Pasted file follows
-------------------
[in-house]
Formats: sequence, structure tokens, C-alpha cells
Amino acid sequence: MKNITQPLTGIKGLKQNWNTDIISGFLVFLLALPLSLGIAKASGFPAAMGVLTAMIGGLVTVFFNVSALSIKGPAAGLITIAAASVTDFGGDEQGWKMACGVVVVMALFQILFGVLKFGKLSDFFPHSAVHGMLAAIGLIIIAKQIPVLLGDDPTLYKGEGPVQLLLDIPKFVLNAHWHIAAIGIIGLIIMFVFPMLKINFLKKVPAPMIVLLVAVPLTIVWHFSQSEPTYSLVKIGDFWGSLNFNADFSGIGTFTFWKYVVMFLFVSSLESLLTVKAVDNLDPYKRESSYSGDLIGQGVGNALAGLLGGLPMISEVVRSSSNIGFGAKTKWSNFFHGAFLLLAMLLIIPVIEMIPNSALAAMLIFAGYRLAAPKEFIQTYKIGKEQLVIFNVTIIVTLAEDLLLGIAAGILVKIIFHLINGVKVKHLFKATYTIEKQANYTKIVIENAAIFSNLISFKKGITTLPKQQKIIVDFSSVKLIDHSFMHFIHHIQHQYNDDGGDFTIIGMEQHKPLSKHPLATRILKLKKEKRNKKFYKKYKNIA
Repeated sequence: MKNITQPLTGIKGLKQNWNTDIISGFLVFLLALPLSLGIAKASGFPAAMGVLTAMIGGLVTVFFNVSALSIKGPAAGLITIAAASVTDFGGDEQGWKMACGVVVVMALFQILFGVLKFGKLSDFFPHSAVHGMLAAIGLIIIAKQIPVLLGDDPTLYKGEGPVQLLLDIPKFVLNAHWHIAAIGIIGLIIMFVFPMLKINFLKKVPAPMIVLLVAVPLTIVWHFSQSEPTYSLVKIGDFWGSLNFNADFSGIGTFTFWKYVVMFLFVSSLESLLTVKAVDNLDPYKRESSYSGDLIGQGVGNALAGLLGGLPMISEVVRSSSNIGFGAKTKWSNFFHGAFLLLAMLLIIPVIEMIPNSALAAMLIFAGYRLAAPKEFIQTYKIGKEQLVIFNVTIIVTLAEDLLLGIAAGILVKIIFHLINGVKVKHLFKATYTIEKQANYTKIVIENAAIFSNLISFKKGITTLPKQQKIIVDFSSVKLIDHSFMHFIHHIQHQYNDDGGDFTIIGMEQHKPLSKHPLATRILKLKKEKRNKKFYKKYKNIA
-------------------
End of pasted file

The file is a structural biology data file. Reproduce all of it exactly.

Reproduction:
[in-house]
Formats: sequence, structure tokens, C-alpha cells
Amino acid sequence: MKNITQPLTGIKGLKQNWNTDIISGFLVFLLALPLSLGIAKASGFPAAMGVLTAMIGGLVTVFFNVSALSIKGPAAGLITIAAASVTDFGGDEQGWKMACGVVVVMALFQILFGVLKFGKLSDFFPHSAVHGMLAAIGLIIIAKQIPVLLGDDPTLYKGEGPVQLLLDIPKFVLNAHWHIAAIGIIGLIIMFVFPMLKINFLKKVPAPMIVLLVAVPLTIVWHFSQSEPTYSLVKIGDFWGSLNFNADFSGIGTFTFWKYVVMFLFVSSLESLLTVKAVDNLDPYKRESSYSGDLIGQGVGNALAGLLGGLPMISEVVRSSSNIGFGAKTKWSNFFHGAFLLLAMLLIIPVIEMIPNSALAAMLIFAGYRLAAPKEFIQTYKIGKEQLVIFNVTIIVTLAEDLLLGIAAGILVKIIFHLINGVKVKHLFKATYTIEKQANYTKIVIENAAIFSNLISFKKGITTLPKQQKIIVDFSSVKLIDHSFMHFIHHIQHQYNDDGGDFTIIGMEQHKPLSKHPLATRILKLKKEKRNKKFYKKYKNIA
Repeated sequence: MKNITQPLTGIKGLKQNWNTDIISGFLVFLLALPLSLGIAKASGFPAAMGVLTAMIGGLVTVFFNVSALSIKGPAAGLITIAAASVTDFGGDEQGWKMACGVVVVMALFQILFGVLKFGKLSDFFPHSAVHGMLAAIGLIIIAKQIPVLLGDDPTLYKGEGPVQLLLDIPKFVLNAHWHIAAIGIIGLIIMFVFPMLKINFLKKVPAPMIVLLVAVPLTIVWHFSQSEPTYSLVKIGDFWGSLNFNADFSGIGTFTFWKYVVMFLFVSSLESLLTVKAVDNLDPYKRESSYSGDLIGQGVGNALAGLLGGLPMISEVVRSSSNIGFGAKTKWSNFFHGAFLLLAMLLIIPVIEMIPNSALAAMLIFAGYRLAAPKEFIQTYKIGKEQLVIFNVTIIVTLAEDLLLGIAAGILVKIIFHLINGVKVKHLFKATYTIEKQANYTKIVIENAAIFSNLISFKKGITTLPKQQKIIVDFSSVKLIDHSFMHFIHHIQHQYNDDGGDFTIIGMEQHKPLSKHPLATRILKLKKEKRNKKFYKKYKNIA